According to the research, in which researchers from the UPV/EHU as well as teams from Australia and Japan have taken part, the magnetism appears reduce the dimensions of the material to nanometric dimensions and surround it with previously selected organic molecules. The magnetism of these nanoparticles is a permanent one (like iron) which, even at ambient temperature, is quite significant.
This amazing behaviour has been obtained not just with gold (a phenomenon which had already been put forward as experimentally possible) but, in this research, nanoparticles of silver and copper (the atoms of which are intrinsically non-magnetic) with a size of 2 nm (0.000002 mm) have also been shown to be magnetic at ambient temperature.
The contribution of this work, part of the PhD of Ms Eider Goikolea Núñez and led by Professors Mr Jose Javier Saiz Garitaonandia and Ms Maite Insausti Peña, is not limited to obtaining these amazing magnetic nanoparticles. In fact, by means of complex techniques, using experimental systems based on particle accelerators and nuclear techniques, both in Japan and in Australia, have clearly shown for the first time that magnetism exists in atoms of gold, silver and copper, metals which, in any other condition, are intrinsically non-magnetic (a magnet does not attract them).
This discovery goes beyond the mere fact of converting non-magnetic elements to magnetic ones. These properties appear in smaller-sized particles that have never been seen in classical magnetic elements. In fact, they can be considered as the smallest magnets ever obtained. Moreover, such properties do not occur only at low temperatures but they are conserved, apparently without any degradation, at temperatures well above the ambient ones.
This work poses new questions as regards what have been the accepted up to now as the physical mechanisms associated with magnetism and opens the doors to interesting applications yet to be discovered, some of which are related to the use of magnetic nanoparticles for the diagnosis/treatment of illnesses. Likewise, this article is destined to be a point of no return for research into fundamental questions about magnetism.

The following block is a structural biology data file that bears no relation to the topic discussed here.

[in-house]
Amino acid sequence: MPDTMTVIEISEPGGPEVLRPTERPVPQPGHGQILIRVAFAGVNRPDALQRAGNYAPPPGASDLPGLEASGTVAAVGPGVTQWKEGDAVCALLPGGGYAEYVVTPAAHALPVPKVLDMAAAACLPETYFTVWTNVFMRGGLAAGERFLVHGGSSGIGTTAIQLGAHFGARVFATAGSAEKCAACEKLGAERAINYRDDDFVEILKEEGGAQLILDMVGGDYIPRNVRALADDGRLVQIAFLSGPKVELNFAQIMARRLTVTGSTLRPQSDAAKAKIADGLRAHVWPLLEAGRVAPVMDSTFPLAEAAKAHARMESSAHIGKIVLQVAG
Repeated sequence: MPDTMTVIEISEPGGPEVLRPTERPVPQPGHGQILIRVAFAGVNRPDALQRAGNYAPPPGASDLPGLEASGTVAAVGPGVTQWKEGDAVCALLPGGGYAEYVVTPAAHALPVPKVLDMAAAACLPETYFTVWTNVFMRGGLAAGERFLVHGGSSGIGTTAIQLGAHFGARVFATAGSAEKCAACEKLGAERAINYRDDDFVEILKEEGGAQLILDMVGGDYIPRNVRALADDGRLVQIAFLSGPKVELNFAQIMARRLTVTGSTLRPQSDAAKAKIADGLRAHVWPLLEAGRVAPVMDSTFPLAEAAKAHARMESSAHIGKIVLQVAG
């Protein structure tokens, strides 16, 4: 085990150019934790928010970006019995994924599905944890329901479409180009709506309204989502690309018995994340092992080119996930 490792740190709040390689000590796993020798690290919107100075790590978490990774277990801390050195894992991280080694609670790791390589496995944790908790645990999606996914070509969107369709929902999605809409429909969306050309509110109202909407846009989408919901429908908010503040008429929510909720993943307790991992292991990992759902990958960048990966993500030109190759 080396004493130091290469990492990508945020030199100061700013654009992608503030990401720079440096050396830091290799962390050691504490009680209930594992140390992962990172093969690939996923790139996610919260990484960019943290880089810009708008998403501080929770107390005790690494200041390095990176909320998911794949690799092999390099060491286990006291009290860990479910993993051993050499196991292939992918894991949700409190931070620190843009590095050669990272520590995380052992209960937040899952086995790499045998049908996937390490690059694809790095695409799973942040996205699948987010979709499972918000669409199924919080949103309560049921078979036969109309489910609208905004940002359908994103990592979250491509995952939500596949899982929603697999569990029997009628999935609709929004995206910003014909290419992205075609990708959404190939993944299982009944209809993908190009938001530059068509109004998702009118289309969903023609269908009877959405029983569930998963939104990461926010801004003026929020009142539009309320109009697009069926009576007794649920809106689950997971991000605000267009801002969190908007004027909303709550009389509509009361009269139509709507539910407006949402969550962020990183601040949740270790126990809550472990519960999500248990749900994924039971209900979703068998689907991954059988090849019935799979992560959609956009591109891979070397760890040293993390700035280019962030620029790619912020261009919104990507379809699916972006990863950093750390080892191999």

Irati Kortabitarte | alfa
Astronomers find unexpected, dust-obscured star formation in distant galaxy
24.03.2017 | University of Massachusetts at Amherst
Gravitational wave kicks monster black hole out of galactic core
24.03.2017 | NASA/Goddard Space Flight Center
Astronomers from Bonn and Tautenburg in Thuringia (Germany) used the 100-m radio telescope at Effelsberg to observe several galaxy clusters. At the edges of these large accumulations of dark matter, stellar systems (galaxies), hot gas, and charged particles, they found magnetic fields that are exceptionally ordered over distances of many million light years. This makes them the most extended magnetic fields in the universe known so far.
The results will be published on March 22 in the journal „Astronomy & Astrophysics“.
Galaxy clusters are the largest gravitationally bound structures in the universe. With a typical extent of about 10 million light years, i.e. 100 times the...
Researchers at the Goethe University Frankfurt, together with partners from the University of Tübingen in Germany and Queen Mary University as well as Francis Crick Institute from London (UK) have developed a novel technology to decipher the secret ubiquitin code.
Ubiquitin is a small protein that can be linked to other cellular proteins, thereby controlling and modulating their functions. The attachment occurs in many...
In the eternal search for next generation high-efficiency solar cells and LEDs, scientists at Los Alamos National Laboratory and their partners are creating...
Silicon nanosheets are thin, two-dimensional layers with exceptional optoelectronic properties very similar to those of graphene. Albeit, the nanosheets are less stable. Now researchers at the Technical University of Munich (TUM) have, for the first time ever, produced a composite material combining silicon nanosheets and a polymer that is both UV-resistant and easy to process. This brings the scientists a significant step closer to industrial applications like flexible displays and photosensors.
Silicon nanosheets are thin, two-dimensional layers with exceptional optoelectronic properties very similar to those of graphene. Albeit, the nanosheets are...
Enzymes behave differently in a test tube compared with the molecular scrum of a living cell. Chemists from the University of Basel have now been able to simulate these confined natural conditions in artificial vesicles for the first time. As reported in the academic journal Small, the results are offering better insight into the development of nanoreactors and artificial organelles.
Enzymes behave differently in a test tube compared with the molecular scrum of a living cell. Chemists from the University of Basel have now been able to...
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27.03.2017 | Life Sciences